The project´s primary objective is to improve the situation for the last remaining core-populations of the Black-tailed Godwit (Limosa limosa) meta-population in Schleswig-Holstein by increasing the reproduction success. Secondary objectives are the implementation of measures, which will support the efforts to prevent the disappearance of the last breeding pairs of Dunlin (Calidris alpine schinzii) and Ruff (Philomachus pugnax) in Schleswig-Holstein. At present grassland birds are highly endangered in Germany. During the past few years their populations have declined to such an extent that they are now all listed in the national red data book. This LIFE+-project focuses on the Black-tailed Godwit that has suffered a serious decline in Schleswig-Holstein over the last two decades. Dunlin and Ruff, whose breeding populations in Germany are probably on the brink of extinction, are also targeted. The reasons for the decline of grassland birds are difficult to explain and not known in full detail. But it is known that the present reproductive rate of the species (targeted by this project) is not high enough to guarantee their future survival in the area. In the case of the Black-tailed Godwit there is the fear that many of the currently stable populations are already sink populations. Because of that, this project aims to measure the reproduction success, understand the meta-population biology and optimize the conditions for the species in their core areas based on this data. It is expected that an annual surplus of offspring will enable the species to re-colonize formerly inhabited areas again by the end of the project. Within the project, various conservation measures will be implemented which aim at transferring the sink (breeding) populations into source  (breeding) populations.

In Schleswig-Holstein, Black-tailed Godwits, Dunlins and Ruffs now occur  almost entirely in coastal areas along the North Sea. Because of their similar habitat requirements, management efforts for all three species are combined in one project. The two counties Nordfriesland and Dithmarschen are home of most of the remaining Dunlins and Ruffs in Germany. A considerable part of Schleswig-Holstein´s breeding Black-tailed Godwits are also found there. Concerning the Black-tailed Godwit, the main indicator for the project´s success will be an increase in  the reproduction rate. At present, the ratio is appr. 0.4 chicks per pair. According to our estimation, a ratio of 0.6 to 0.7 chicks per pair would be necessary to guarantee its long-term survival in the area. Dunlin and Ruff have almost disappeared from the project areas. Therefore, re-colonisation of the sites for breeding will be considered as a success.

Project strategy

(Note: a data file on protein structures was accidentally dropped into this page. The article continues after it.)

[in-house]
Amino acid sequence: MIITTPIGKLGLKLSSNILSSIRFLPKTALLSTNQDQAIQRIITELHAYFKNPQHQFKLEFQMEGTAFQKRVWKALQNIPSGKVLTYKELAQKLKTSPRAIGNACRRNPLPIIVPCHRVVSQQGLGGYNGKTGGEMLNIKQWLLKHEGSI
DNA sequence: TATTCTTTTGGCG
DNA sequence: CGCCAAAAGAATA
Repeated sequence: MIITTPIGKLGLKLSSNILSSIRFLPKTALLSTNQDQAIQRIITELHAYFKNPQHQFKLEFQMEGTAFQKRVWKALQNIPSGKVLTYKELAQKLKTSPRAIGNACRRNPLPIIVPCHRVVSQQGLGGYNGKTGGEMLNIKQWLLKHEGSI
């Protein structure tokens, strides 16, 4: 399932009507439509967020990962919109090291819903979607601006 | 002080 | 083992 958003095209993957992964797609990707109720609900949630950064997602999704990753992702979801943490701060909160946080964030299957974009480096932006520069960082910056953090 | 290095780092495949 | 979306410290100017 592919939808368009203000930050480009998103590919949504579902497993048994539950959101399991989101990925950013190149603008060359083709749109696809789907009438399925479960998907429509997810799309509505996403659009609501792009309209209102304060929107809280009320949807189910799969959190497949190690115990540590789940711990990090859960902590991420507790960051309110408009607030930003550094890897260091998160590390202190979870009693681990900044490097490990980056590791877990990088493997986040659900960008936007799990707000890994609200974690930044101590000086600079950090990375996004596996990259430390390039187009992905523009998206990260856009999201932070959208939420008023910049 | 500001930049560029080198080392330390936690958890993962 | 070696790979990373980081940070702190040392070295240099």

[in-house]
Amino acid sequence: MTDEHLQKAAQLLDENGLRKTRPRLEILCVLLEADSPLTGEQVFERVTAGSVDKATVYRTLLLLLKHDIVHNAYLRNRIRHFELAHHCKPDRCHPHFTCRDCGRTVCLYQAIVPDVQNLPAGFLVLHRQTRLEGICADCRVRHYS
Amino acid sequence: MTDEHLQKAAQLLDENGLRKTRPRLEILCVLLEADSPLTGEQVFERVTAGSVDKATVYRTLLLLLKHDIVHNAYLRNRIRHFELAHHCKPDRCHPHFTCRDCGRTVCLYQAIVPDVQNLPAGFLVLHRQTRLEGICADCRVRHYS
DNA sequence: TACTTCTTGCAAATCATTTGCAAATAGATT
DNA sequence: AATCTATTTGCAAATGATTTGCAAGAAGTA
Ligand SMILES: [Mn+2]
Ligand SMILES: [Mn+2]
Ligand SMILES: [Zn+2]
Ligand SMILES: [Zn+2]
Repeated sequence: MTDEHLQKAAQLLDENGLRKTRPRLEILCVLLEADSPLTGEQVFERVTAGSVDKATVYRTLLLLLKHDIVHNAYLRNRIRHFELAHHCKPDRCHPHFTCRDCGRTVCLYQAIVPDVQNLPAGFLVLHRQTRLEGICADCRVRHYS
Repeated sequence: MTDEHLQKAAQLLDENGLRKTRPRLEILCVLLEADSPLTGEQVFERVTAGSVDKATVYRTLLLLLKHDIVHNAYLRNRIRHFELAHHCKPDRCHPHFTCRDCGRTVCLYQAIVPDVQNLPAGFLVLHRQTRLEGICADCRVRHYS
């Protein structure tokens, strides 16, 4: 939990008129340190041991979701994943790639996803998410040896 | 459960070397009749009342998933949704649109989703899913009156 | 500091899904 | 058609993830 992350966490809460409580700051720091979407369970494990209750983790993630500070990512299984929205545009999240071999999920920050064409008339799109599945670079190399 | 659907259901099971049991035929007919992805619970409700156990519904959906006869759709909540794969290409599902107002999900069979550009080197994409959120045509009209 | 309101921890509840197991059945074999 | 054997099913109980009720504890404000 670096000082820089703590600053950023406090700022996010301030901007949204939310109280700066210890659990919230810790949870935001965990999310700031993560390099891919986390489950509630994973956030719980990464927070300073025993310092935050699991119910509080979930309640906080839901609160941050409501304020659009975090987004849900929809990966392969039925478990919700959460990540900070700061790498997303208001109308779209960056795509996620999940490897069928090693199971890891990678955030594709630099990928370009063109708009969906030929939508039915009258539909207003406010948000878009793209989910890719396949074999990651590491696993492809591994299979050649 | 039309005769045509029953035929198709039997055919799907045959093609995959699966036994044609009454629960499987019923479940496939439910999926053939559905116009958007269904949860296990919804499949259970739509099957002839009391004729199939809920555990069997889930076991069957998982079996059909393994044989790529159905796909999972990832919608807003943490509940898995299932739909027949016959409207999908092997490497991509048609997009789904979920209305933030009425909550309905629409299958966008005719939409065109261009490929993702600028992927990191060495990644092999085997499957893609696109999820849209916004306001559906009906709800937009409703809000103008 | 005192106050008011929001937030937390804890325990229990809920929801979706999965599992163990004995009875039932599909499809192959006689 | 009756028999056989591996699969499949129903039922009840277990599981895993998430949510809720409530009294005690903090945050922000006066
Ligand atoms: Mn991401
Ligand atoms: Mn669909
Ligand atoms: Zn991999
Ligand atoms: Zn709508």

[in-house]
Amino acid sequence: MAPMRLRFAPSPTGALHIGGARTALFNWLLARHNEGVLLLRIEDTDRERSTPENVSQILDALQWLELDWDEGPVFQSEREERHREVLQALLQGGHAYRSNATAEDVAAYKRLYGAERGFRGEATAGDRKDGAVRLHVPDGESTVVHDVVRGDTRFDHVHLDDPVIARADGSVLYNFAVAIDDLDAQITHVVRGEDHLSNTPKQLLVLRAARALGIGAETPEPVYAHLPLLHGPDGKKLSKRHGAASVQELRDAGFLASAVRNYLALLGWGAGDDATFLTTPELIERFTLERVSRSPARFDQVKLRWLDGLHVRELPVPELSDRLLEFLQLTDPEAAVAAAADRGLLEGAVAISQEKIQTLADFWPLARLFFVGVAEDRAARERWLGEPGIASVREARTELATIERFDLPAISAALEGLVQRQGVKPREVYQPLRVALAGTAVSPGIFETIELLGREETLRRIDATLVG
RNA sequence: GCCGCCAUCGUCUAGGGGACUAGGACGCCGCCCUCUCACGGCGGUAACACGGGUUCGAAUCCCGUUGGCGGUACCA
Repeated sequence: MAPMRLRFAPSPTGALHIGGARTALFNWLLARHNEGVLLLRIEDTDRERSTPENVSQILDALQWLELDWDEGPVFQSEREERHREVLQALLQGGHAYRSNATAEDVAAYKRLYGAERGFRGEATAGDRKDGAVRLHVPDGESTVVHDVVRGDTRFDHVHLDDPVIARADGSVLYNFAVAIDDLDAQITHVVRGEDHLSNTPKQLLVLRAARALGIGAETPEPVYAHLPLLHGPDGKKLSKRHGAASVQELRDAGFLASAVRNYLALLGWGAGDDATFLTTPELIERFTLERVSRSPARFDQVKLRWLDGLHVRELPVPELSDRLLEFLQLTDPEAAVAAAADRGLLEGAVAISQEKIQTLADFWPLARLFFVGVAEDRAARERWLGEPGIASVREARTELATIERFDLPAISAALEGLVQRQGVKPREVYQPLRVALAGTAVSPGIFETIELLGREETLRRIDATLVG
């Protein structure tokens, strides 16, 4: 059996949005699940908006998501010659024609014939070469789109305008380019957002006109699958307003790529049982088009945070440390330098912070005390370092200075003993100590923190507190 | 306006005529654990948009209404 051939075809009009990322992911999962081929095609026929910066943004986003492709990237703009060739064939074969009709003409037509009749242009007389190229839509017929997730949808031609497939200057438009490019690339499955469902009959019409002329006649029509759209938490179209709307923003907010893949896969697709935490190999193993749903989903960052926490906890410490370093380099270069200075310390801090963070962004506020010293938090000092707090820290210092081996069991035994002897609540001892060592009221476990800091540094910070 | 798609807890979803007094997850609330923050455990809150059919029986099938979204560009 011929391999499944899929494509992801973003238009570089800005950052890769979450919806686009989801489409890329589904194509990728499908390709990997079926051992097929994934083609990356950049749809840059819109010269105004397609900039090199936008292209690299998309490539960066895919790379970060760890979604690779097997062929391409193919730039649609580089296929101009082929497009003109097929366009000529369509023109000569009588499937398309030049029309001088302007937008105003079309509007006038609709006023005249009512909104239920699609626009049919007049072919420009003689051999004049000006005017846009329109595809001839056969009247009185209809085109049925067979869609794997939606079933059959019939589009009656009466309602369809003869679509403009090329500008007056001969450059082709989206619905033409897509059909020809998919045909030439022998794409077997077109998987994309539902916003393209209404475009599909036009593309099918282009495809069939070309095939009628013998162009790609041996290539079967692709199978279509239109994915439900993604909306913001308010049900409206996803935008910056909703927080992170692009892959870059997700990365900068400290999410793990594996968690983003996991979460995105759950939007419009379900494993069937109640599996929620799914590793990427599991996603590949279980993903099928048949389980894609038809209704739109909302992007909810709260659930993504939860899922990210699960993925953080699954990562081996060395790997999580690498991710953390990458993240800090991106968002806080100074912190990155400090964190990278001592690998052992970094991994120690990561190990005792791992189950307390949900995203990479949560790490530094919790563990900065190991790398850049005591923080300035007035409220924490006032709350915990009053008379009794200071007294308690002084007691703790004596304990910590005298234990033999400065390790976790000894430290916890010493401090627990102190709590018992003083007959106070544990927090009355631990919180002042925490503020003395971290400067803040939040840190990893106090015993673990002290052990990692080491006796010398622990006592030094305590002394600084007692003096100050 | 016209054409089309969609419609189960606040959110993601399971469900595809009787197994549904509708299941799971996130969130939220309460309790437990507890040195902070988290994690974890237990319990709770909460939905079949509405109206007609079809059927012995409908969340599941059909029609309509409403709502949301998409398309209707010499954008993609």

The project aims at turning the negative trends for the target species by improving habitat conditions and, if necessary, by decreasing the effects of predation. The project focuses on improving the reproductive output which is the weakest link in the population dynamics of the species involved. Reproductive success, therefore, has to be monitored in detail and continually in order to fine-tune management actions for specific life stages within the reproduction process of the target species. The dynamics of the meta-population of Black-tailed Godwits has to be understood and to be monitored in order to assess the effect of the measures on the population level.

In order to improve the habitat conditions for the Black-tailed Godwit, Dunlin and Ruff, considerable changes concerning land-use, vegetation cover and hydrology of the target areas are necessary. Focusing on areas whose owners are public bodies orsimilar, this project foresees various actions aiming at 
the improvement of life conditions for the target species inside the defined project areas. Although it is not known in full detail why the populations of the Black-tailed Godwit are declining, the low reproduction success certainly is an important factor. Which stage of the life-cycle of the chicks is most critical is not known. Therefore intensive monitoring over a longer time is necessary, enabling the applicant to adjust the suggested conservation measures during the project in order to reach the project´s goals.

Managing sites in order to increase the breeding success of target species will require fine-tuned measures. A feedback from monitoring to management action will be necessary in many occasions. After implementing first conservation actions, vegetation structure and hydrological changes will gradually take place over the following years. It is only after these changes, that effects on the target species can be seen. This means that at least 4-5 years after implementation of the first actions, a noticeable effect on the populations is to be expected. In cases where the reproduction rate is still too low, a second round of further, fine-tuned measures will have to be implemented. As before, this phase will also require a 3 to 4 year feed-back loop for further improvement of the habitat quality. The project, therefore, requires a longer duration than usual.

The long project period is also needed to demonstrate that this new strategy putting the reproduction rate into the focus of the management will provide better understanding of the interaction between management and population development. This is needed to get acceptance for an improved management by e.g. mowing and grazing practise from the authorities who are responsible for the management in the “After LIFE period”.